Lawsuits filed against Monsanto claim that the famous weed killer Roundup might cause non-Hodgkin’s lymphoma, a lethal type of cancer. The company allegedly downplayed the risk and failed to warn the public about the toxic effects of their product. If you are a gardener, farmer, agricultural laborer or any other type of professional who may have been exposed to glyphosate, you may be eligible to receive a monetary compensation.
What Is Roundup?
Roundup is the most widely-used grass and weed killer worldwide, earning Monsanto $4.8 billion in revenue every year. Its main ingredient, glyphosate, kills the weeds by destroying some enzymes that are essential to the plants’ growth. Since at least 250 million pounds of this herbicide are sprayed yearly on crops, parks, gardens, lawns and driveways, several types of genetically modified (GMO) plants have been engineered to resist its killing power. Monsanto itself engineered these GMO to be able to sell their seeds to farmers at a very steep price. The combined effect of the weed-killing effects of Roundup and GMOs intrinsic robustness produces superior crops with high yields.
Why is this product dangerous?
Over the last few years, several studies showed that exposure to Roundup’s main ingredient glyphosate could increase the risk of cancer, especially a lethal type of leukemia known as non-Hodgkin’s lymphoma. The herbicide has been associated with several other types of lymphoma and leukemias though, and it is even more dangerous since the manufacturer always downplayed its risks.
Professional workers who are constantly exposed to this substance, such as gardeners, farmers or even just park employees and landscapers, never knew they had to protect themselves from breathing it while they did their jobs.
Glyphosate is rapidly biodegradable, but its residues can reach alarming levels in food and water since it keeps accumulating in human and animal tissues and can contaminate water. In 2016, The Alliance for Natural Health USA found high concentrations of this chemical compound in common food products such as eggs, coffee creamer and breakfast cereals. Newer commercial formulations of Roundup often contain adjuvants which further increase glyphosate’s carcinogenicity and toxicity, and have never been taken into account by international regulatory agencies.
Roundup litigations filed in court
Several law firms across the United States started filing Roundup lawsuits on behalf of plaintiffs who want to hold Monsanto responsible for the harmful side effects of the controversial herbicide. Attorneys allege that thousands of people may have developed non-Hodgkin lymphoma and other types of cancer after glyphosate exposure.
On February 1, 2016, plaintiff Edward Hardeman filed a lawsuit in the U.S. District Court for the Northern District of California (Case No. 3:16-cv-00525), claiming he was diagnosed with cancer after decades of exposure to the dangerous chemical. The man used Roundup to eradicate poison oak and weed in his property in Sonoma Country. On April 13, 2016, a federal judge refused to dismiss the lawsuit, opening the doors to a storm of new litigations that quickly flooded courts all over the country.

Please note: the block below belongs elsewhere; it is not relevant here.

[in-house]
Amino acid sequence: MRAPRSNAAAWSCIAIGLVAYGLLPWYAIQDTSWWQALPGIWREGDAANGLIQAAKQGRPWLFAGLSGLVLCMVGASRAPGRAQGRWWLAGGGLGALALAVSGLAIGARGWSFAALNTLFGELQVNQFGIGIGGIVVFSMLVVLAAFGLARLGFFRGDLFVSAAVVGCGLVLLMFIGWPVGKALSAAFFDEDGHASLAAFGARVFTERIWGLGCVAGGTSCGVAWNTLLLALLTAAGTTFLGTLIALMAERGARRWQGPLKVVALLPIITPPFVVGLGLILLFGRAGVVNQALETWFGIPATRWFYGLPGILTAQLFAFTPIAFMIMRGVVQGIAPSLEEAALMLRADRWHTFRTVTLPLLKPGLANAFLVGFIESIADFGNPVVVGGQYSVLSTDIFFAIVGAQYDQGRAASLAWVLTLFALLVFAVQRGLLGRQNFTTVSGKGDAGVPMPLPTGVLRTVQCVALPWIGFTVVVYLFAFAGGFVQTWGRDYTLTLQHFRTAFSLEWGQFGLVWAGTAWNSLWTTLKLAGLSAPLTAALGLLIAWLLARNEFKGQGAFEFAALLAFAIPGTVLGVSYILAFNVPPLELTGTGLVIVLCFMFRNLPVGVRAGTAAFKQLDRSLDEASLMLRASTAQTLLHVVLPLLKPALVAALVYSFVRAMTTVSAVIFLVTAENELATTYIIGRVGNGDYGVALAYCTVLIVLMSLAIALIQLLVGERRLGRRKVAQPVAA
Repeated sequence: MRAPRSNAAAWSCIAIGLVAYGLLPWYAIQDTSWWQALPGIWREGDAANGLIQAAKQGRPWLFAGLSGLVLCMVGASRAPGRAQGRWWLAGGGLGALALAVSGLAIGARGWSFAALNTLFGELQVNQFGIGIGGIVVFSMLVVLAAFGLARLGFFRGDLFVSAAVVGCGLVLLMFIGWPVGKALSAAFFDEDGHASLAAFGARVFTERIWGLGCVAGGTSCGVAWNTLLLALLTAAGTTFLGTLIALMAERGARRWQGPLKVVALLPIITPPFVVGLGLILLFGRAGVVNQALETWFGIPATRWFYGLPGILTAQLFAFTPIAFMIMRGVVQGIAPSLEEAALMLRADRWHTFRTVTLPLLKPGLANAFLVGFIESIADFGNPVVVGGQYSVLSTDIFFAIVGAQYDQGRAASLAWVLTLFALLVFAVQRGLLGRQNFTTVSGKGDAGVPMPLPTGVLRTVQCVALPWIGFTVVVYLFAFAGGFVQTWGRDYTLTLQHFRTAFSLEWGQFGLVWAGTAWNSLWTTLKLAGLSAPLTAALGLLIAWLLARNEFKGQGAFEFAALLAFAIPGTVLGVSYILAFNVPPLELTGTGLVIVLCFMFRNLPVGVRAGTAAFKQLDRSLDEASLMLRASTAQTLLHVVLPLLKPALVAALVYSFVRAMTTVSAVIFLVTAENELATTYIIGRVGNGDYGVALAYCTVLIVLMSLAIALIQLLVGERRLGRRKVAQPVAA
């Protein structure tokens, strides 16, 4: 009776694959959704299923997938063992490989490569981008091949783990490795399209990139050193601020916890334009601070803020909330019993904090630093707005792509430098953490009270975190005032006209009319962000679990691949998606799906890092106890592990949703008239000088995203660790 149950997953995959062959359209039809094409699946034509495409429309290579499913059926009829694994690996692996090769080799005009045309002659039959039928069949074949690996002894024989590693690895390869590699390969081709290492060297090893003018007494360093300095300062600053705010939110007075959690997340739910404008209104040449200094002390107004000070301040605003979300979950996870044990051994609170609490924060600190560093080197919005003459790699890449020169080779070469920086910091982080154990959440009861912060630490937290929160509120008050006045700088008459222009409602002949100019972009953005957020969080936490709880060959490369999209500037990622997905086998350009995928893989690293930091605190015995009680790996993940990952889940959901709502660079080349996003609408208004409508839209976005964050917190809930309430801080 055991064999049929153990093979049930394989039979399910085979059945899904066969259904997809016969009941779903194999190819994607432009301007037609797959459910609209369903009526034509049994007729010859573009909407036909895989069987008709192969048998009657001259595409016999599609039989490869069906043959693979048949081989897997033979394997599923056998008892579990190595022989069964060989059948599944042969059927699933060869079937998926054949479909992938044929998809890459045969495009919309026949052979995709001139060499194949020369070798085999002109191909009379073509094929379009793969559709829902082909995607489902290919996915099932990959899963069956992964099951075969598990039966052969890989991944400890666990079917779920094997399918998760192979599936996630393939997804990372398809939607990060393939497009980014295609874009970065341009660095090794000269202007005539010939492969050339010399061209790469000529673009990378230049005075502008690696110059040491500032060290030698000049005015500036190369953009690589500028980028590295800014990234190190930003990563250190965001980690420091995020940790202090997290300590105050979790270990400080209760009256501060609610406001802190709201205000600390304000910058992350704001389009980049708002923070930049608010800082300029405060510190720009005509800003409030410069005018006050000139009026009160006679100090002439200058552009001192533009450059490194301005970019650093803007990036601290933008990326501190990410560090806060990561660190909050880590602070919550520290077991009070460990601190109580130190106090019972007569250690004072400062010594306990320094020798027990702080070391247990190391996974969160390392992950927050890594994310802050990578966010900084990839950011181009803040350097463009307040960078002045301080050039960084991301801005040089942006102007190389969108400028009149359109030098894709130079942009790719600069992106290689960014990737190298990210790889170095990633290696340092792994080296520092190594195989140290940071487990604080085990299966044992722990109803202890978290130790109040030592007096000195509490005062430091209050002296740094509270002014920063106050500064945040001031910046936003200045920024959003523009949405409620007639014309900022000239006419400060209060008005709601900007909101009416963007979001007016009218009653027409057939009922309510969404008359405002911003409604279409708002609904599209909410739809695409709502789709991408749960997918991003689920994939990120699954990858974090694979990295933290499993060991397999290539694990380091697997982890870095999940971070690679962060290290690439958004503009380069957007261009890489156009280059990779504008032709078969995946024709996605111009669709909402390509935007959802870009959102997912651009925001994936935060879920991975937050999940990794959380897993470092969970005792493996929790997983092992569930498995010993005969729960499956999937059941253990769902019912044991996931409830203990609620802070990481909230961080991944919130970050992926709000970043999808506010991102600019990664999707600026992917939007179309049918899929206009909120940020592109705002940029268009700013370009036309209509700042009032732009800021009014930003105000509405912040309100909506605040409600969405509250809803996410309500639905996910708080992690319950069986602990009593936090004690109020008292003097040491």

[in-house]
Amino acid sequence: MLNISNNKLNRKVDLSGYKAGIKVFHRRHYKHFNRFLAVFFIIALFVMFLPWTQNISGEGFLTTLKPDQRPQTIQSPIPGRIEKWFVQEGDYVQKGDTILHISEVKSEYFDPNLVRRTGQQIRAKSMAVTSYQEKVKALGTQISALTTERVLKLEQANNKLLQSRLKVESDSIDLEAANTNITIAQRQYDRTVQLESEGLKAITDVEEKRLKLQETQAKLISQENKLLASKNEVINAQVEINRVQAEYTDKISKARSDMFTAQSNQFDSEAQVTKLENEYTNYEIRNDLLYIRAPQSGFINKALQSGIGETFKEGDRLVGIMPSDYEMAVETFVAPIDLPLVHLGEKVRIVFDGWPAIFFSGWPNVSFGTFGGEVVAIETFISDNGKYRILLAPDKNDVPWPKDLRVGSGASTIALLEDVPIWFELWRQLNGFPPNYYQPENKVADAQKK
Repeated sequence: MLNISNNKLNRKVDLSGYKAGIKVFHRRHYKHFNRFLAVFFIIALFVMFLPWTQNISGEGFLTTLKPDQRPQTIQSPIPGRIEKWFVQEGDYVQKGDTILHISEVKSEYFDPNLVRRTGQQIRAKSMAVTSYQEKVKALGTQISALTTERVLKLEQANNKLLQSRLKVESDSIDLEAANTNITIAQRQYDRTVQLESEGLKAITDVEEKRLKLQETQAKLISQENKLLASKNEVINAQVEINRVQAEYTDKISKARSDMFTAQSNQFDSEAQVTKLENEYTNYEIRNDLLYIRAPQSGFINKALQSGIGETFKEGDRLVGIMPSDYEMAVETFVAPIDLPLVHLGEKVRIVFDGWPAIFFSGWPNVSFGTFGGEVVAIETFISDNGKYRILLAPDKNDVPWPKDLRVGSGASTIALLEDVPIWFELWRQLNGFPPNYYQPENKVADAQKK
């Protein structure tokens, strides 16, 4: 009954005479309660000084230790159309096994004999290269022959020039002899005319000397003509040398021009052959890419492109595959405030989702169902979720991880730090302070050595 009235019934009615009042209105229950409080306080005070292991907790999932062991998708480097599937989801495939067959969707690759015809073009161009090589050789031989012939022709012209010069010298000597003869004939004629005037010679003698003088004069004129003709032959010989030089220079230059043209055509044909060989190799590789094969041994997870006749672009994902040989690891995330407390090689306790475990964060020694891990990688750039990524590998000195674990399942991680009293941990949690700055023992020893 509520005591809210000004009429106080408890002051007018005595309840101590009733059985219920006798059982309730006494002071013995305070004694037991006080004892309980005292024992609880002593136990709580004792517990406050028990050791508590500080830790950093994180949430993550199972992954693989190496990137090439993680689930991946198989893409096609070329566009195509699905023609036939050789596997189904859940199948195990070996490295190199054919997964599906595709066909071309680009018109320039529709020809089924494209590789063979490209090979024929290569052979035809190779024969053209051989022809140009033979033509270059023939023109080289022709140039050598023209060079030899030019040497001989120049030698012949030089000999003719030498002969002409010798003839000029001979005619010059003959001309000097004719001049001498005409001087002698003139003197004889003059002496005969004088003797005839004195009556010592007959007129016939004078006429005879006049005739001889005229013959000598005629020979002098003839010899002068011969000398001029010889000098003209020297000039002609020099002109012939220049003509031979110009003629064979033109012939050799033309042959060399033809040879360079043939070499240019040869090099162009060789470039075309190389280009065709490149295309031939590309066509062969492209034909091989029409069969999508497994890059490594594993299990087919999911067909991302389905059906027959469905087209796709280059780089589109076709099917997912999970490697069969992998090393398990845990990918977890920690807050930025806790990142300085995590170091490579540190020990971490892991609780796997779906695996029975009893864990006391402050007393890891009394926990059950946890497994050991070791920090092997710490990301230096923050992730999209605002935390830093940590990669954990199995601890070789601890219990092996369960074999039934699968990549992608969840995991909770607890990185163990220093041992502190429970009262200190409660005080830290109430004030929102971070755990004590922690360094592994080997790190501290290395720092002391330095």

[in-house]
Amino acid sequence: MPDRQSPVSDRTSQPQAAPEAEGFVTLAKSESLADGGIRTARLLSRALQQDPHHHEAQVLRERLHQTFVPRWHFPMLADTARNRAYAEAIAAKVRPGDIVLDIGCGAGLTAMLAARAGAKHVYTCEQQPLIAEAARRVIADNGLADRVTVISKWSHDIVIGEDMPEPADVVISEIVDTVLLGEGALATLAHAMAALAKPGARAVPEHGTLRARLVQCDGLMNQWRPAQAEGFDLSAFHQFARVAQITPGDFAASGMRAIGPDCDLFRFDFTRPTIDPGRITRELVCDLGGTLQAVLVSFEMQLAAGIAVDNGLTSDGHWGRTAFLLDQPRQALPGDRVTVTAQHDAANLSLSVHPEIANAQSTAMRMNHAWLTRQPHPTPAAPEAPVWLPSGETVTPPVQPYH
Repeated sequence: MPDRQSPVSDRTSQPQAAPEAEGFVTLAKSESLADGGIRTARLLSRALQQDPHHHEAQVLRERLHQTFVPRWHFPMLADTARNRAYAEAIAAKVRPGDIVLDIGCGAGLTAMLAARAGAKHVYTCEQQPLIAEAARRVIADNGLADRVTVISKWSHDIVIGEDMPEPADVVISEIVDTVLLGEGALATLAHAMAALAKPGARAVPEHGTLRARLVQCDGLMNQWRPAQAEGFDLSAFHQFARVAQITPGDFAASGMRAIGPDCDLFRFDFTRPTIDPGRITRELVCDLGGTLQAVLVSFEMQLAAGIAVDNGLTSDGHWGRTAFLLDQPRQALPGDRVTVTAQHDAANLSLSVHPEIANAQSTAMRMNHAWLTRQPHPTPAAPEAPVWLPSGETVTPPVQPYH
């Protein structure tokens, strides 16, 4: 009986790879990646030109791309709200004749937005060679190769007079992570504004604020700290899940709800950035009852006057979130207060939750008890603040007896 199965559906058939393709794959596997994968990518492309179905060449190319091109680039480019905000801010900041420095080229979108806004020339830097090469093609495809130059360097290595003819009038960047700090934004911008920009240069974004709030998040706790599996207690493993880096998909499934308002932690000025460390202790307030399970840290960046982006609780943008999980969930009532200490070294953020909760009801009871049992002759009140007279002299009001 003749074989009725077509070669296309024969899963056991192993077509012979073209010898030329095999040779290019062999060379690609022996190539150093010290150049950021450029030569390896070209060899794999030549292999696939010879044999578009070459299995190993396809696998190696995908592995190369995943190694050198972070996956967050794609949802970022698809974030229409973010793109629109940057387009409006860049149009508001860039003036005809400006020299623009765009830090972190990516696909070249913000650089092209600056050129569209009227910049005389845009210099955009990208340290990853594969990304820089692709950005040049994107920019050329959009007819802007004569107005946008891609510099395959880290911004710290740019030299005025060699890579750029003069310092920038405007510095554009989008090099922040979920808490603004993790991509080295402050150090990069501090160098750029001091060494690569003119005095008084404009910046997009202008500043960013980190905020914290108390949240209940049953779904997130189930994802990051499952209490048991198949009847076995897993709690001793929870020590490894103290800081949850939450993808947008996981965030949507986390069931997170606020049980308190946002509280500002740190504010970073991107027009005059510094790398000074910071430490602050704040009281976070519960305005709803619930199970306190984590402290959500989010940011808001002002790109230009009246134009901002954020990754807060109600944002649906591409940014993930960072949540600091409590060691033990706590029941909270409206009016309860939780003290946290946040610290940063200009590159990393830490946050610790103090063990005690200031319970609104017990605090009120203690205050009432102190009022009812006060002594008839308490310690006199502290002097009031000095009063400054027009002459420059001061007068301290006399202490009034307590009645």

Roundup and Monsanto’s Cover-Up
In May 2016, the U.S. Environmental Protection Agency (EPA) pulled offline a report where glyphosate was reported to be “not likely to be carcinogenic to humans.” Together with another 13 documents, the 86-pages report disappeared after just a few hours since it was published, and the agency later claimed it withdrew it since it was still unfinished, although the word “FINAL” was clearly printed on every single page.
On March 14, 2017, according to documents included in a case filed in a federal court in San Francisco, the whole research was allegedly ghostwritten by Monsanto itself. The company tried to conceal Roundup’s dangerousness in what really looked like a giant conspiracy. Some senior officers in the EPA, however, disagreed with the allegedly false safety assessment and quickly removed the document from the website. On the other hand, in one of its previous reports, the International Agency for Research on Cancer (IARC) classified the herbicide as “probably carcinogenic to humans (Group 2A),” stemming a large controversy.
Roundup Class Action Lawsuit
The Roundup Class Action Lawsuit (Case No: BC 578 942) is older than the MDL, and was filed in April 2015 in Los Angeles County, California. The accusations against Monsanto include failure to warn about Roundup’s dangers, false advertisement, and purposely downplaying its risks to make it appear harmless to human health. The company kept claiming that the enzymes disrupted by the herbicide are not found in pets and people.
Roundup Multidistrict Litigation is centralized
After dozens of lawsuits have been filed in less than six months, in October 2016, the Judicial Panel on Multidistrict Litigation (JPML) consolidated them in the MDL No. 2741 — In RE: Roundup Products Liability MDL. The cases have been centralized in the Northern District of California, overseen by Honorable Judge Vince Chhabria. As of June 2018, more than 450 cases are currently pending in the St. Louis, Missouri state court together with 56 federal lawsuits.
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